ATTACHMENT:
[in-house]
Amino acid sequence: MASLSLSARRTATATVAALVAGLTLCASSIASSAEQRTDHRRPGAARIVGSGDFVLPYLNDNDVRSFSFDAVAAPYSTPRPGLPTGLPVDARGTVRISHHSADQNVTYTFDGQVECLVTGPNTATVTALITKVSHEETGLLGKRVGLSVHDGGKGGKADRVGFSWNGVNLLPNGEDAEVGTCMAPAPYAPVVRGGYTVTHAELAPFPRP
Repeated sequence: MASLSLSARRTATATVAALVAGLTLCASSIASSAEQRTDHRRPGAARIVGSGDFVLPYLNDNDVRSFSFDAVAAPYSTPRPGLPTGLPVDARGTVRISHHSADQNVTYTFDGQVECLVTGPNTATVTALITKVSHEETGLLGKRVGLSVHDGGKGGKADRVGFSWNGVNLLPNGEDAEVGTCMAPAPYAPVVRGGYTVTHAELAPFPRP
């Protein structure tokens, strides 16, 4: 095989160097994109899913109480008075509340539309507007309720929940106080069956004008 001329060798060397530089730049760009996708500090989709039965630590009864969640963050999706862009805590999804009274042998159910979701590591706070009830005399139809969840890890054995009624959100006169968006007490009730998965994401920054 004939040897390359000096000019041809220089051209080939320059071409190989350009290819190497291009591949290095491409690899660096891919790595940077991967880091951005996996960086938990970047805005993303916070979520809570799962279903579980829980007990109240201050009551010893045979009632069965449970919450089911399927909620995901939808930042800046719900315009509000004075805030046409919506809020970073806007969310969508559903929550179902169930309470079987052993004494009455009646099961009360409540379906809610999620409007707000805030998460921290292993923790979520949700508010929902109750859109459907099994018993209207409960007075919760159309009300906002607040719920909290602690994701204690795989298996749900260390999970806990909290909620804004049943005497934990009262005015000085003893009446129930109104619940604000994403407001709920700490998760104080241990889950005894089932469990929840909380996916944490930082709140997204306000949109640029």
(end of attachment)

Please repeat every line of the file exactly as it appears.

[in-house]
Amino acid sequence: MASLSLSARRTATATVAALVAGLTLCASSIASSAEQRTDHRRPGAARIVGSGDFVLPYLNDNDVRSFSFDAVAAPYSTPRPGLPTGLPVDARGTVRISHHSADQNVTYTFDGQVECLVTGPNTATVTALITKVSHEETGLLGKRVGLSVHDGGKGGKADRVGFSWNGVNLLPNGEDAEVGTCMAPAPYAPVVRGGYTVTHAELAPFPRP
Repeated sequence: MASLSLSARRTATATVAALVAGLTLCASSIASSAEQRTDHRRPGAARIVGSGDFVLPYLNDNDVRSFSFDAVAAPYSTPRPGLPTGLPVDARGTVRISHHSADQNVTYTFDGQVECLVTGPNTATVTALITKVSHEETGLLGKRVGLSVHDGGKGGKADRVGFSWNGVNLLPNGEDAEVGTCMAPAPYAPVVRGGYTVTHAELAPFPRP
């Protein structure tokens, strides 16, 4: 095989160097994109899913109480008075509340539309507007309720929940106080069956004008 001329060798060397530089730049760009996708500090989709039965630590009864969640963050999706862009805590999804009274042998159910979701590591706070009830005399139809969840890890054995009624959100006169968006007490009730998965994401920054 004939040897390359000096000019041809220089051209080939320059071409190989350009290819190497291009591949290095491409690899660096891919790595940077991967880091951005996996960086938990970047805005993303916070979520809570799962279903579980829980007990109240201050009551010893045979009632069965449970919450089911399927909620995901939808930042800046719900315009509000004075805030046409919506809020970073806007969310969508559903929550179902169930309470079987052993004494009455009646099961009360409540379906809610999620409007707000805030998460921290292993923790979520949700508010929902109750859109459907099994018993209207409960007075919760159309009300906002607040719920909290602690994701204690795989298996749900260390999970806990909290909620804004049943005497934990009262005015000085003893009446129930109104619940604000994403407001709920700490998760104080241990889950005894089932469990929840909380996916944490930082709140997204306000949109640029």